Group seeks to reassure public on mountain hare culls
An organisation representing landowners has sought to reassure the public on the culling of mountain hares.
The Scottish Moorland Group has responded to concerns raised earlier this month about the shooting of the animals in the Cairngorms.
The cull prompted the Cairngorms National Park Authority to call for restraint in the culling of hares.
Tim Baynes, director of the Scottish Moorland Group, said culls were lawful and only done when numbers were high.
He said the animals were taken to control the spread of sheep ticks to grouse and to prevent damage to young trees and rare plantlife such as juniper and sphagnum moss.
Mr Baynes said: "We wish to reassure people that when culls are taking place there is no question of the population being 'wiped out'.
"Responsible culling of a range of species, including hares, is recognised and supported by a wide range of conservation bodies.
"There has been an issue raised by some about the scale of culling and it should be made clear that no responsible organisation supports indiscriminate culling.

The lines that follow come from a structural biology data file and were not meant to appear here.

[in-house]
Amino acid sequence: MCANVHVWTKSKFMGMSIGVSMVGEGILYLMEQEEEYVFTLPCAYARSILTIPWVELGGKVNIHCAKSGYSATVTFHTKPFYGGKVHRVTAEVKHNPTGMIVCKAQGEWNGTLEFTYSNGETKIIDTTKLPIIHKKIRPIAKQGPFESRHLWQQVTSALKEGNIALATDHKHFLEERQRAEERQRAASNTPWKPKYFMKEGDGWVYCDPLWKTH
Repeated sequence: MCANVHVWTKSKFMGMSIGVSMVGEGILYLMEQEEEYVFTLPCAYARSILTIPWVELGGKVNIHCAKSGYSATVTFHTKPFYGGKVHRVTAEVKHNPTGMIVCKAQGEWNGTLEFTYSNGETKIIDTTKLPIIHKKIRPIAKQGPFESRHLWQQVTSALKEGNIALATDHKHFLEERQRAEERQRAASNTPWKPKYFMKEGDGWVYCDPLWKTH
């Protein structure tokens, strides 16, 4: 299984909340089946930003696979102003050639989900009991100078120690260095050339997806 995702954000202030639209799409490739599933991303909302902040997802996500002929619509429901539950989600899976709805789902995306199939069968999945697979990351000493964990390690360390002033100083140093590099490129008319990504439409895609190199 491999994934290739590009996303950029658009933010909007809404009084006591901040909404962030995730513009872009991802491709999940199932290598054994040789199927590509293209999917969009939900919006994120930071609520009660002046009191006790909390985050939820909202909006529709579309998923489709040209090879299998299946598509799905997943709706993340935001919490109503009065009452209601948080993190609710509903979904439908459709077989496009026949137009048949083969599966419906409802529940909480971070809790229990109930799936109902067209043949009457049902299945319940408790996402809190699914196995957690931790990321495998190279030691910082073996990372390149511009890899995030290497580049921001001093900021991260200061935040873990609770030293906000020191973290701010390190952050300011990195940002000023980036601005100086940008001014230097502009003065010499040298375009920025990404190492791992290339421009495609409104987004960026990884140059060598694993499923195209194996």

"Within moorland management voluntary restraint is exercised and hares are only culled when numbers are at a high enough level to require it. There is no point in culling hares, or indeed any desire to, if there could be any risk to their conservation status."
Also known as blue hares, Scotland has almost all of the British mountain hare population.
They are Britain's only native hare and may have been here since the Ice Age.
The brown hare, which can be seen on farmland across Scotland, was introduced to Britain possibly by the Romans or during the Iron Age.
Heather moorland managed for grouse shooting provides the best habitat for mountain hare, according to public agency Scottish Natural Heritage (SNH).
However, SNH, the Game and Wildlife Conservation Trust and Scottish Land and Estates - which is involved in the Scottish Moorland Group - have asked shooting estates to limit large-scale culls because of concerns about the species' conservation status.
An effort also started last year to provide clearer information on the health of hare populations.
Online there is a public petition seeking support for the mountain hare to be given protected species status. It has gathered more than 12,500 signatures so far.